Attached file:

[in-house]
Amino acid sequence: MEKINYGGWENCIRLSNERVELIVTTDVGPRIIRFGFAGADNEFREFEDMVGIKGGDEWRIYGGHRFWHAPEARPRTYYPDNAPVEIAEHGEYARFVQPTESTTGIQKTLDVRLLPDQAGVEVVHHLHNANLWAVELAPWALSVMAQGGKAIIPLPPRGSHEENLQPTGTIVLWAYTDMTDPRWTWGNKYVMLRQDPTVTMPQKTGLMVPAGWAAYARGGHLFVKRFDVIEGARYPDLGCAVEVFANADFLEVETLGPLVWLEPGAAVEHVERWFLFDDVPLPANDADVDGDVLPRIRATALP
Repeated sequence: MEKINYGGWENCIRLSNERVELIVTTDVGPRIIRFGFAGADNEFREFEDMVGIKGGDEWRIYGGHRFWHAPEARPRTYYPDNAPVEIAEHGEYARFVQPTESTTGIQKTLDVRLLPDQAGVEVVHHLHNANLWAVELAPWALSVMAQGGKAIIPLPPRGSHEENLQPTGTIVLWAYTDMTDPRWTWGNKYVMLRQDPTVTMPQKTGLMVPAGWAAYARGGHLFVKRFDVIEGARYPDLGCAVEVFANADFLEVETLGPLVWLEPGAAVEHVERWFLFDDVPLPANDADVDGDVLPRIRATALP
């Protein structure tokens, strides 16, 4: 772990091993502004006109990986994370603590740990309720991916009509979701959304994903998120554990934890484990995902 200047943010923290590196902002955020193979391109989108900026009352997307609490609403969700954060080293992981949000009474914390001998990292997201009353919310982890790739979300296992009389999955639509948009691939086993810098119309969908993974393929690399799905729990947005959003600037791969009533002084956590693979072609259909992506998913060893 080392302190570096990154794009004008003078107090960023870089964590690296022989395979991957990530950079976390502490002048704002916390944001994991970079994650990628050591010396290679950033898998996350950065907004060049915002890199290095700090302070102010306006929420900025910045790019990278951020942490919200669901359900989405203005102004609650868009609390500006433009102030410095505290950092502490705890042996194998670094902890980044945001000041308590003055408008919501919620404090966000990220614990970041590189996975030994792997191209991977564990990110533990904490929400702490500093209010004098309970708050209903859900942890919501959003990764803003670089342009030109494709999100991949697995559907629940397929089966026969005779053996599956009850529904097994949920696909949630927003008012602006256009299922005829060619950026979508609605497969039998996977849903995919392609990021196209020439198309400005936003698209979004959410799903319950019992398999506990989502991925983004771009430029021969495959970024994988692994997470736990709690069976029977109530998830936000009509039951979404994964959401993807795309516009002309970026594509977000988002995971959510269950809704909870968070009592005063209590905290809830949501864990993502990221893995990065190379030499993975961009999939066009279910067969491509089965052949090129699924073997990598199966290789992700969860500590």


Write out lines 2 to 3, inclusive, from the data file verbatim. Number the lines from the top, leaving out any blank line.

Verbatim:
Amino acid sequence: MEKINYGGWENCIRLSNERVELIVTTDVGPRIIRFGFAGADNEFREFEDMVGIKGGDEWRIYGGHRFWHAPEARPRTYYPDNAPVEIAEHGEYARFVQPTESTTGIQKTLDVRLLPDQAGVEVVHHLHNANLWAVELAPWALSVMAQGGKAIIPLPPRGSHEENLQPTGTIVLWAYTDMTDPRWTWGNKYVMLRQDPTVTMPQKTGLMVPAGWAAYARGGHLFVKRFDVIEGARYPDLGCAVEVFANADFLEVETLGPLVWLEPGAAVEHVERWFLFDDVPLPANDADVDGDVLPRIRATALP
Repeated sequence: MEKINYGGWENCIRLSNERVELIVTTDVGPRIIRFGFAGADNEFREFEDMVGIKGGDEWRIYGGHRFWHAPEARPRTYYPDNAPVEIAEHGEYARFVQPTESTTGIQKTLDVRLLPDQAGVEVVHHLHNANLWAVELAPWALSVMAQGGKAIIPLPPRGSHEENLQPTGTIVLWAYTDMTDPRWTWGNKYVMLRQDPTVTMPQKTGLMVPAGWAAYARGGHLFVKRFDVIEGARYPDLGCAVEVFANADFLEVETLGPLVWLEPGAAVEHVERWFLFDDVPLPANDADVDGDVLPRIRATALP